Russian authorities detain dozens: Russian authorities have detained dozens of protesters at rallies demanding that President Vladimir Putin should not seek re-election next year. Protests in Moscow over the weekend, held under the slogan “We’re sick of him,” were organized by the Open Russia movement founded by Kremlin critic Mikhail Khodorkovsky. BBC News, Reuters

Russia flaunts Arctic expansion: Russia has been showing off its growing military presence in the Arctic over the past two months, even inviting foreign journalists on a rare tour of one of its bases in the region. Russia recently launched a major effort to build up its military presence in the Arctic, constructing a string of new bases and building up its communications infrastructure along its northern coast. ABC News
Protests in Russia’s provinces: “The world took notice last month, when, unexpectedly, large-scale anti-corruption protests organized by opposition leader Alexei Navalny rocked cities across Russia, leading to hundreds of arrests, including of many young people. The protests were widely seen as the first real challenge to the Kremlin in Russia in years,” writes Amie Ferris-Rotman in Foreign Policy. “But it is the ongoing protests in President Vladimir Putin’s traditional heartland — places like Gukovo and elsewhere — which may be the better measure of how deep current discontent runs in Russia.”

Rouhani’s path to a second term: “Whomever the vote comes down to [in Iran], the main issue in this election remains the state of the economy,” writes Kevin Lim in Foreign Affairs. “It is hardly a matter of controversy that the Supreme Leader holds the final word on security and foreign policy. But Iran’s history since the late 1980s suggests that the electorate’s choice of president can significantly influence domestic life and Iran’s relations with the world.”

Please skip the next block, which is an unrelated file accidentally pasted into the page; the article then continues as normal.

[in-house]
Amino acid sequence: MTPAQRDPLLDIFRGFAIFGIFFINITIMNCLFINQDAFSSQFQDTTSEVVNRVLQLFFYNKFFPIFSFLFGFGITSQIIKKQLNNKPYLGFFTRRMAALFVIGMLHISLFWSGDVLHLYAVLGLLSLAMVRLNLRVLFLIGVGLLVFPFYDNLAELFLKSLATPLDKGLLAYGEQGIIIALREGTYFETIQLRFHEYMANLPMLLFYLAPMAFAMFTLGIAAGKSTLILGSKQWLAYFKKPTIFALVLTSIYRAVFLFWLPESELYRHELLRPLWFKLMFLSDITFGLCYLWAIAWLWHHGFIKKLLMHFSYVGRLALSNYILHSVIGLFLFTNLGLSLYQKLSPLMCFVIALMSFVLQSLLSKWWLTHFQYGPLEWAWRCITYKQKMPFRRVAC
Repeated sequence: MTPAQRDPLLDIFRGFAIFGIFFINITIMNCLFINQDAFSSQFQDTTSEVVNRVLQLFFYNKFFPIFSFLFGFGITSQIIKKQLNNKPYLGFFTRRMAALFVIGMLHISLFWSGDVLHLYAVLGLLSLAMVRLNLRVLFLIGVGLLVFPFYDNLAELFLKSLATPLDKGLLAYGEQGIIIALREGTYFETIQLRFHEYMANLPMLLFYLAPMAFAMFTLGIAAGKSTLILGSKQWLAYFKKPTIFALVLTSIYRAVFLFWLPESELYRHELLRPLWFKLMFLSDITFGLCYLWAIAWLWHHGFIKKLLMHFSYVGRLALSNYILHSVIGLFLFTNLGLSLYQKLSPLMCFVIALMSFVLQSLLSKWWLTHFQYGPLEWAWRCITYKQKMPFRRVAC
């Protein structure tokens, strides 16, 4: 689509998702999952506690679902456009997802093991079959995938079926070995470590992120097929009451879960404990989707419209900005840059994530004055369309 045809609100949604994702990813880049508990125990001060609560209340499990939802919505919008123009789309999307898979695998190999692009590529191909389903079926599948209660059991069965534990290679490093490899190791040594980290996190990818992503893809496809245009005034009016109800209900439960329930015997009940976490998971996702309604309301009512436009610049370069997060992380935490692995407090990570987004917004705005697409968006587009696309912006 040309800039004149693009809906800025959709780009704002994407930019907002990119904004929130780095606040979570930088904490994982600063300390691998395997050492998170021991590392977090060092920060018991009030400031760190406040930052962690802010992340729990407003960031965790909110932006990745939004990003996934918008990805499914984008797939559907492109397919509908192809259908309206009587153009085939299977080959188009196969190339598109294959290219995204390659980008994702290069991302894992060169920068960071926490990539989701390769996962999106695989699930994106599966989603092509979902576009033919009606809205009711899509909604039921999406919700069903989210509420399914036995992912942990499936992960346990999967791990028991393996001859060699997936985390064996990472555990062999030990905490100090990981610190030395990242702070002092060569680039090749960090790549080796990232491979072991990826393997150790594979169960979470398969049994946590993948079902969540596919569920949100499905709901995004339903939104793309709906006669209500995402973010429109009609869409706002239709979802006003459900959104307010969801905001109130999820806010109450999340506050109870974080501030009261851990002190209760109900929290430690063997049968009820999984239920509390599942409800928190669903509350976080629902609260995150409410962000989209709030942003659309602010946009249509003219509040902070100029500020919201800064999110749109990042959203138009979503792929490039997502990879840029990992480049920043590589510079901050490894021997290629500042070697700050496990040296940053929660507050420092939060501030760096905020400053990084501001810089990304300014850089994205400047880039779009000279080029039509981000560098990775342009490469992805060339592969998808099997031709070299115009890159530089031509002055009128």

The North Korea nightmare continues: “What happens if a North Korean missile test goes wrong, and say crashes on South Korean or Japanese territory? What happens if innocent civilians are killed?” asks Harry J. Kazianis in The National Interest. “While sanctions won’t solve the problem entirely, or erase the nuclear knowledge from the minds of North Korea’s scientists, such measures could greatly slow the rate of technological development and raise the costs of such work for Pyongyang.”
For cutting-edge analysis of the geopolitical events shaping global affairs, read today’s TSG IntelBrief: Iran’s Presidential Election Takes Shape